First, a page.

The kitchen table and skirting boards throughout the home are also recycled timber.
Housing timber was in short supply 135 years ago, so most of the buildings were stone.
Wood such as white beech shipping containers, used to ship things in from Europe, were reused as flooring.
The windows and arched doors are the original fittings.
The doors have been stripped back to show the wood under several coats of paint and the massive leadlight windows now have steel reinforcing, which blends in with the design.
Mrs Urlich is responsible for the interior decoration and most of the furniture was sourced in Vietnam.
And what about the final cost of all this painstaking work?
"I'm too scared really to add up the cost,'' Mr Urlich says.
"Certainly more than we paid for it. It's proved a rather large mission but been well worth it. I suppose we could've bought a beach house or something like that but what we've got is far better - an actual piece of New Zealand history.''
The project has been an international affair - the Urliches in Vietnam, architect Adrian McNaught now in London and project manager Anthony Robertson, of Lifestyle Construction, based in Cromwell.
"We've had a few FaceTime conversations but we're lucky we've been able to trust Anthony's opinions, although obviously he's discussed the big things with us. And as well as being project manager, he can swing a hammer when he wants to.''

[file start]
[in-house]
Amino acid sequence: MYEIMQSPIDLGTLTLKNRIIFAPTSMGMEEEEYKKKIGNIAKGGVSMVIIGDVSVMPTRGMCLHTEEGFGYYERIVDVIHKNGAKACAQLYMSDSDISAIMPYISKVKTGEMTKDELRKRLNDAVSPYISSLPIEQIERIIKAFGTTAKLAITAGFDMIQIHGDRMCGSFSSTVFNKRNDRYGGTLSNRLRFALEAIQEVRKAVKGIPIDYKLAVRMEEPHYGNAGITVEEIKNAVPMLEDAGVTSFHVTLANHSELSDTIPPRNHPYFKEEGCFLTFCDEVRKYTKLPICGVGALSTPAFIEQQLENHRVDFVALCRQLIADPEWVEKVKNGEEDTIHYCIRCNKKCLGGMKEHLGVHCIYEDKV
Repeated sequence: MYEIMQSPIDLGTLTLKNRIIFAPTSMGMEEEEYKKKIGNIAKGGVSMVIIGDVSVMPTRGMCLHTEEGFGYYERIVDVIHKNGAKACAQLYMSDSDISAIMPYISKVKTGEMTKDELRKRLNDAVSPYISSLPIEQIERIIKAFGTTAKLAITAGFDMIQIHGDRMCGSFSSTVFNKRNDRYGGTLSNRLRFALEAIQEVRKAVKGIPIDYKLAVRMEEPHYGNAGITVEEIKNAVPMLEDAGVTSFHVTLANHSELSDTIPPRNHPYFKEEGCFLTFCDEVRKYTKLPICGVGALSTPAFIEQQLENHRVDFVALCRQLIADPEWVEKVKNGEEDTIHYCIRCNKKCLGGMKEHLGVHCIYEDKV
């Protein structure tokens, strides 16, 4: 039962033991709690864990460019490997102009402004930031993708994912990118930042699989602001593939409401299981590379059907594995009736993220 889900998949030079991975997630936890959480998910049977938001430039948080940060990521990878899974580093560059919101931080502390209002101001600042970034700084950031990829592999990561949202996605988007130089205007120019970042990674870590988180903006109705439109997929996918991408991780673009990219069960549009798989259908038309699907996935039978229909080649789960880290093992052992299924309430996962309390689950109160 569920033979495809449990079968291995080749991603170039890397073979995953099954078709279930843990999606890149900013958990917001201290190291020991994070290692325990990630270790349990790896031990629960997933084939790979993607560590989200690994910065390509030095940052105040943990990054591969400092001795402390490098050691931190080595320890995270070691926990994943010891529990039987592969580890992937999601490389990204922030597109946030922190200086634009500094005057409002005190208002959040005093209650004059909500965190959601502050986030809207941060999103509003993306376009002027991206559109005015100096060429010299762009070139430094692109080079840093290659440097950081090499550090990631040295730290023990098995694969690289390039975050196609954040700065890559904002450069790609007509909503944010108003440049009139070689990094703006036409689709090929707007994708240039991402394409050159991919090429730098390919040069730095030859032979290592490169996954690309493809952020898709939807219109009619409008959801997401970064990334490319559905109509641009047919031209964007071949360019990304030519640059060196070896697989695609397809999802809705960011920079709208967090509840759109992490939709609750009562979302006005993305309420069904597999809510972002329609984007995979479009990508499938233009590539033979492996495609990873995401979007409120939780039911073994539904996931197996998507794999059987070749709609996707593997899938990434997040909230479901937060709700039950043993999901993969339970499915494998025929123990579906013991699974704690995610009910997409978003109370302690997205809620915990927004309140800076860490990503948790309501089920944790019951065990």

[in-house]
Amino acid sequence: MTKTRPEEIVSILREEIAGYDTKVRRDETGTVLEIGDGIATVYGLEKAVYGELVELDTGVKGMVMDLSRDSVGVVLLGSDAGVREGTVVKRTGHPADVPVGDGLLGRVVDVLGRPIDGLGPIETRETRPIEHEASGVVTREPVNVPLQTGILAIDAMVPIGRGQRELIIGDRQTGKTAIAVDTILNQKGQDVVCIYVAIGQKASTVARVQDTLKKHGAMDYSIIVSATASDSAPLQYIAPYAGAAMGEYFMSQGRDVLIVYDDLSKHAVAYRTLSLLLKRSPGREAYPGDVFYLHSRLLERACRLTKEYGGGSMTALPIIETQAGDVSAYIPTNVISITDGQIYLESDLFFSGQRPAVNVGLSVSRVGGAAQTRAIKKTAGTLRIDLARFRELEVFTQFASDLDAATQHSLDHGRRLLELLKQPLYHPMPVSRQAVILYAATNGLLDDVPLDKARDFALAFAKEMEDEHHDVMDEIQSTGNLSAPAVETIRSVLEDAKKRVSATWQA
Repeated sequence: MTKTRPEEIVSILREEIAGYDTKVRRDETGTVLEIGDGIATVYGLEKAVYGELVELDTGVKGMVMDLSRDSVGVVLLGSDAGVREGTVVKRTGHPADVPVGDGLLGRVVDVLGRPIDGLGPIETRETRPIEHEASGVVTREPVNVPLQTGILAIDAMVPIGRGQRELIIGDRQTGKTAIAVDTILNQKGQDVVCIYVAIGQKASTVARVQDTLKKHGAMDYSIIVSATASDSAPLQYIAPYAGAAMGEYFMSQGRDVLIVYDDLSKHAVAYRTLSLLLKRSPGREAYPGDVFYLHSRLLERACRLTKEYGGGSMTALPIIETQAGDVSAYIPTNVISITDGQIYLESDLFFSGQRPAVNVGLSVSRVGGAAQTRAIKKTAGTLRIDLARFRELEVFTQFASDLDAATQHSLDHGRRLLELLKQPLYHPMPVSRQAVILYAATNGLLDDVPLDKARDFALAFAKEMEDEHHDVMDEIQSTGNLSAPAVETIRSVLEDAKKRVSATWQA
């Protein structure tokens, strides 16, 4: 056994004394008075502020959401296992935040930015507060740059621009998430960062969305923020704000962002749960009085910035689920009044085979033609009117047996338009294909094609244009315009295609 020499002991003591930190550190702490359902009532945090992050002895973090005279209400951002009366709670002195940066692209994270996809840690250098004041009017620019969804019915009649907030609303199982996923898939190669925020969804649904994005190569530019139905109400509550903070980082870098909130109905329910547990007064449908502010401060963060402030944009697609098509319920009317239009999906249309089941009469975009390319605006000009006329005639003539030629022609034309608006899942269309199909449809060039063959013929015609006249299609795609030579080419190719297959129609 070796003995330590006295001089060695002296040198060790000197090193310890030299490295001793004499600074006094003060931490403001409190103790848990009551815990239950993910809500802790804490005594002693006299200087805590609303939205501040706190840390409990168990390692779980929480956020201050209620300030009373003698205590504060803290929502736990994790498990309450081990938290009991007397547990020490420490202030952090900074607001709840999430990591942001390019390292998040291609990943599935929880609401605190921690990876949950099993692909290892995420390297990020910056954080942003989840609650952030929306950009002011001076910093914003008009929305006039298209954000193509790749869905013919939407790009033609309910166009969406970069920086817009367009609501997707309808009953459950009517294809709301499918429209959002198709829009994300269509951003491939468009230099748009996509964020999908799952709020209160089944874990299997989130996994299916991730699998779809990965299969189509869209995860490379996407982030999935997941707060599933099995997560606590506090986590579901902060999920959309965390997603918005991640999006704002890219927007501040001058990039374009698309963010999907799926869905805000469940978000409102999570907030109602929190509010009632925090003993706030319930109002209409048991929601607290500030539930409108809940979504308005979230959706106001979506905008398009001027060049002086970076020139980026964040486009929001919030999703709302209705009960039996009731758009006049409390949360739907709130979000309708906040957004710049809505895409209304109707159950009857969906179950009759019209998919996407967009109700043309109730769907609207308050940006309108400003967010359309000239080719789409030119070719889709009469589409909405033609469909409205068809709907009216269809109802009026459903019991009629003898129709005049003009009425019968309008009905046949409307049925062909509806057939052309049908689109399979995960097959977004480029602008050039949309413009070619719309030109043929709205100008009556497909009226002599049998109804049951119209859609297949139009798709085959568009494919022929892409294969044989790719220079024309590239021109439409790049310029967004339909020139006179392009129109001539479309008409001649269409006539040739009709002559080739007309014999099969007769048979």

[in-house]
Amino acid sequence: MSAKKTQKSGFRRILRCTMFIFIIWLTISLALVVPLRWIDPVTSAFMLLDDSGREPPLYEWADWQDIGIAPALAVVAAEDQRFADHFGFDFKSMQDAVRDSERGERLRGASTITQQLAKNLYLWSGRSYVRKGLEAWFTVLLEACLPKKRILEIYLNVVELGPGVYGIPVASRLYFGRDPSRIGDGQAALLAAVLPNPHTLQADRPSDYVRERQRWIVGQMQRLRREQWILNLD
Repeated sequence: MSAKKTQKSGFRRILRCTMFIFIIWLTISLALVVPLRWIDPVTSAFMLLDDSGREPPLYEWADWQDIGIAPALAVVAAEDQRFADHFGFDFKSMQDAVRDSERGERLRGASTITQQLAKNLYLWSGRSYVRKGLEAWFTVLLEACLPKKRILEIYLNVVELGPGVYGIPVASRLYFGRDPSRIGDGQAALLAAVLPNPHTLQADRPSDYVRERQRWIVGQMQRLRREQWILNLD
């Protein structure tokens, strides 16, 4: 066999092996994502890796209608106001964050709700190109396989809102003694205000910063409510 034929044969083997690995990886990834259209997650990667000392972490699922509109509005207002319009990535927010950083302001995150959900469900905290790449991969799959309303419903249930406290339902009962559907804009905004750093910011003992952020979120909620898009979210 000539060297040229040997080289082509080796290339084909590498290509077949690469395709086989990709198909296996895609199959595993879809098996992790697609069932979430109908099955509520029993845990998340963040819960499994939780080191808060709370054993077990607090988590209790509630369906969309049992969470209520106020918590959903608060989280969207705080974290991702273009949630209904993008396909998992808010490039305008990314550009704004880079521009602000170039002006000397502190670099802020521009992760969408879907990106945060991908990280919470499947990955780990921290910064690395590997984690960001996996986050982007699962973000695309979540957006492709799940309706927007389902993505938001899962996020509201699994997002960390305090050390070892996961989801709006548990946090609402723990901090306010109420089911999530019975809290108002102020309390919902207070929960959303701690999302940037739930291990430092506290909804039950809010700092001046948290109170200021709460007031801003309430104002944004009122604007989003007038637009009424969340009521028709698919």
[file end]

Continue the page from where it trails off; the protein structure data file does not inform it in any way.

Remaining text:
Mr Robertson says it was a very challenging project.
"What with the shapes and angles, it was a difficult job to restore it back to the way it was, but a new improved version.''
"You can't just go down to ITM and get the mouldings, everything had to be hand-made to fit, so timewise it takes longer and there's a bigger labour input. It forces you to think more outside the box as opposed to what you normally do.
But it was immensely satisfying to view the finished article, he says.
"It's been amazing to see such an old building come back to better than what it was originally.''
Mr Urlich says the building retains some hidden secrets, too. For example, the original builders' names are in the eaves.
There has been lots of positive feedback from the locals about the renovation.
"You can tell people are desperate to have a look inside and we're planning to have an open home some time, with proceeds to charity like Look Good Feel Better.''
There have also been approaches to use the building for weddings and another possibility is hosting conferences.
"We've definitely saved this building for the next generation,'' Mr Urlich says.
"We didn't do it for capital gain but rather to have an anchor so the kids have got somewhere to call home.
More construction work is on the cards.
The next stage of the project will involve an extension to the building, to house extra accommodation for visitors.
The family have become passionate advocates for Central Otago.
"The kids love it here. They say we've got it all here -the dairy, the supermarket and the lake: what else would we need.''